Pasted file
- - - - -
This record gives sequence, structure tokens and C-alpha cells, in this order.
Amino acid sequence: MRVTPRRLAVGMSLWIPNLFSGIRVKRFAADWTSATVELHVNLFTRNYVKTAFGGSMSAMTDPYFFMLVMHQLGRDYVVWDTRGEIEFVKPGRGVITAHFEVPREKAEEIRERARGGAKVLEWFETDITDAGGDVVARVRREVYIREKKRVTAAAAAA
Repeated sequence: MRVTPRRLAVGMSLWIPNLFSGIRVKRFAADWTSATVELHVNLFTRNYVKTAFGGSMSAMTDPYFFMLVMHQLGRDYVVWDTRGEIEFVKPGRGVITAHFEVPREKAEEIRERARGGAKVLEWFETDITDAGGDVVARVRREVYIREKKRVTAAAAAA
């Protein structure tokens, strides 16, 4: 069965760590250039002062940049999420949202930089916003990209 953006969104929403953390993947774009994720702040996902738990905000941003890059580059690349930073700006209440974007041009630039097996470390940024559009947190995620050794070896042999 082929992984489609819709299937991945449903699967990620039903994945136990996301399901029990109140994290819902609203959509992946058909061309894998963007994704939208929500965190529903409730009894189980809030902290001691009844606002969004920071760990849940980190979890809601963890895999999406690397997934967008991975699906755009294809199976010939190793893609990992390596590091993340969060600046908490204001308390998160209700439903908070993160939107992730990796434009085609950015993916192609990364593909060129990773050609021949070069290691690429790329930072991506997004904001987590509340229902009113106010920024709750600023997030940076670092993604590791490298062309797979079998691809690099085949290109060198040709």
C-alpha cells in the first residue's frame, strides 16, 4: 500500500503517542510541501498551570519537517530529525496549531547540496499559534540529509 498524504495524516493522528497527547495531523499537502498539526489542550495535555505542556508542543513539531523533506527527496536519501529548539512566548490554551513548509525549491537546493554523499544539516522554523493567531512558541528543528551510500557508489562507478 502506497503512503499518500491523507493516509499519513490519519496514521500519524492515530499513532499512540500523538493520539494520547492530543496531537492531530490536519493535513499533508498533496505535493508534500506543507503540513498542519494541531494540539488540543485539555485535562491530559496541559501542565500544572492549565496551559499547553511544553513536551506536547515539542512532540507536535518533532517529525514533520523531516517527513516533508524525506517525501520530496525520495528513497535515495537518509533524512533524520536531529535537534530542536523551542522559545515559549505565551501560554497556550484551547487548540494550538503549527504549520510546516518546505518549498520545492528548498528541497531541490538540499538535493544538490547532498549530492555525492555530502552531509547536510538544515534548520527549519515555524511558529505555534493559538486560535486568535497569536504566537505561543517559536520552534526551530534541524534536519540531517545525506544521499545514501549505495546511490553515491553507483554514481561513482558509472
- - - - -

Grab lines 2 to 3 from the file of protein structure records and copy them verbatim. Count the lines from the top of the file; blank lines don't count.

Amino acid sequence: MRVTPRRLAVGMSLWIPNLFSGIRVKRFAADWTSATVELHVNLFTRNYVKTAFGGSMSAMTDPYFFMLVMHQLGRDYVVWDTRGEIEFVKPGRGVITAHFEVPREKAEEIRERARGGAKVLEWFETDITDAGGDVVARVRREVYIREKKRVTAAAAAA
Repeated sequence: MRVTPRRLAVGMSLWIPNLFSGIRVKRFAADWTSATVELHVNLFTRNYVKTAFGGSMSAMTDPYFFMLVMHQLGRDYVVWDTRGEIEFVKPGRGVITAHFEVPREKAEEIRERARGGAKVLEWFETDITDAGGDVVARVRREVYIREKKRVTAAAAAA